What Kind of Relationships Are You Building?

As advancement professionals, we’ve heard the complaints from our organizational colleagues: Fundraiser turnover. Competing priorities. Restrictive policies.

And, we know the results of these complaints: Hesitation to meet with advancement. Lack of participation in the fundraising process. Unwillingness to follow policy.

Ultimately, outstanding philanthropic success cannot be achieved without strong organizational relationships, and every member of the advancement team has the responsibility to build those relationships on behalf of the larger advancement enterprise, not a specific team or function.

How could these simple techniques to build holistic relationships boost both your credibility as a professional and your results?

  • Use inclusive language. Consider how you represent yourself and your team when you say, “I will work with our writer in donor relations to create a photo book” versus “I’ll create a photo book to steward our donor.”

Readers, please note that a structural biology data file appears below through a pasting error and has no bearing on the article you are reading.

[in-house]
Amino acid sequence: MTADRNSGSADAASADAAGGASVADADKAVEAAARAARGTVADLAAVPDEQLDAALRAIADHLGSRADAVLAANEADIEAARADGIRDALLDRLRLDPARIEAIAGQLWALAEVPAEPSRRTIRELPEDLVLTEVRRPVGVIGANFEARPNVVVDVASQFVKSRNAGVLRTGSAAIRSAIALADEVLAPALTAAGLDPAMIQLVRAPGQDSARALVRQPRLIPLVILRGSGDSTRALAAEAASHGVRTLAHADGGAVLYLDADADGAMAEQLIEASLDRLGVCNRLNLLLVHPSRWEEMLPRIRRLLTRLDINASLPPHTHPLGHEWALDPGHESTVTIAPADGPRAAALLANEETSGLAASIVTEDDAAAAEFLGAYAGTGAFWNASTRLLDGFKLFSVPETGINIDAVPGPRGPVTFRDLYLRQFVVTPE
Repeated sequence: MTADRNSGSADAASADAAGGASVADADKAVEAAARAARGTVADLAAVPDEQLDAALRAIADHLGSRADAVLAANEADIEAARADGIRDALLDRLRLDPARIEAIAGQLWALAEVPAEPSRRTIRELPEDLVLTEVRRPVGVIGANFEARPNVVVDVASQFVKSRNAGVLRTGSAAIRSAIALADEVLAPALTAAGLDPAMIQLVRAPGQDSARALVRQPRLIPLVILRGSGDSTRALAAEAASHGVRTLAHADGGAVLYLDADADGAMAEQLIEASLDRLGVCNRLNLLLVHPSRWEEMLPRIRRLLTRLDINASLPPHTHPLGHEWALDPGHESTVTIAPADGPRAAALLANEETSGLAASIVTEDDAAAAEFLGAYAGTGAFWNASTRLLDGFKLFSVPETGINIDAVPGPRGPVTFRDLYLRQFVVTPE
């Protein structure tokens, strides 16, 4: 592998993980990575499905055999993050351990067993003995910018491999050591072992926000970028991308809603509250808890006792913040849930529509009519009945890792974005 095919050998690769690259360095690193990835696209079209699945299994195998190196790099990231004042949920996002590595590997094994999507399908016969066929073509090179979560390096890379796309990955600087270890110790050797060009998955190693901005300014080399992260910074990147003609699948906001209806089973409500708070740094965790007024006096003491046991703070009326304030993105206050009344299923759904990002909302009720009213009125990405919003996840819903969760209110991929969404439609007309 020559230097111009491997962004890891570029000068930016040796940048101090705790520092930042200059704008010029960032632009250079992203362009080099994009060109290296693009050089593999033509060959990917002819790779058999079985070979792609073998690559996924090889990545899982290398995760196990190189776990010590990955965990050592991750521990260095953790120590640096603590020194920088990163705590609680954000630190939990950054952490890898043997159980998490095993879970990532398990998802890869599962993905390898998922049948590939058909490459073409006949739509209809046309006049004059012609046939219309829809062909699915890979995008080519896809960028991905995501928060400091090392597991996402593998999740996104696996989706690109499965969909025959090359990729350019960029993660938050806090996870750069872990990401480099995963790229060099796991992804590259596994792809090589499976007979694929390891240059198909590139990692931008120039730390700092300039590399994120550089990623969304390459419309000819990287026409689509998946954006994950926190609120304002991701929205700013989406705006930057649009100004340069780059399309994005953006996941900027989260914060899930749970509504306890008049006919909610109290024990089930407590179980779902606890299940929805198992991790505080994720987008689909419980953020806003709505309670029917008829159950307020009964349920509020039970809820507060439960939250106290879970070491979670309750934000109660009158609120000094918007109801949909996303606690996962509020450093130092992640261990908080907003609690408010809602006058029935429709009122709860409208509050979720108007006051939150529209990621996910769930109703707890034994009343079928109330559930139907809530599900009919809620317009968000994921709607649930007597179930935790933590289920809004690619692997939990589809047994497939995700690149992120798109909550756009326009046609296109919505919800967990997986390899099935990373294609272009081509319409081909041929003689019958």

• Expand your organizational relationships. Bring colleagues to internal meetings and making strategic introductions at events, sharing how your coworker’s function boosts your work. (How often do various members of the advancement function meet with academic partners individually, rather than as a coordinated team?)
  • Celebrate as a team. When announcing a win, acknowledge everyone’s role in the process. Send internal thank you notes. Recognize diverse contributions (in and out of advancement). Share wins along the way, building a culture of recognition. Include everyone involved in celebratory bagels or happy hours.
  • Display a united front. Organizational partners will inevitably be displeased about an advancement policy or decision. This is a critical time to explain and contextualize decisions or policies of the advancement team. That doesn’t mean you can’t acknowledge real challenges, but it does require displaying and accepting nuance.
  • Share your donor strategies. Many of our best donors and prospects have multiple relationships across the organization, especially at a university. By showing your colleagues the larger strategy, they’ll have a greater appreciation of a donor’s touch points and interests.

Think about the donor relationships you can create when everyone in your organization is pulling in the same direction, and whether you’re a part of building that culture.

KDD Philanthropy can help your organization strengthen its culture, build tools and expand partnerships throughout the organization. Contact us today about how we can help your team achieve even greater success.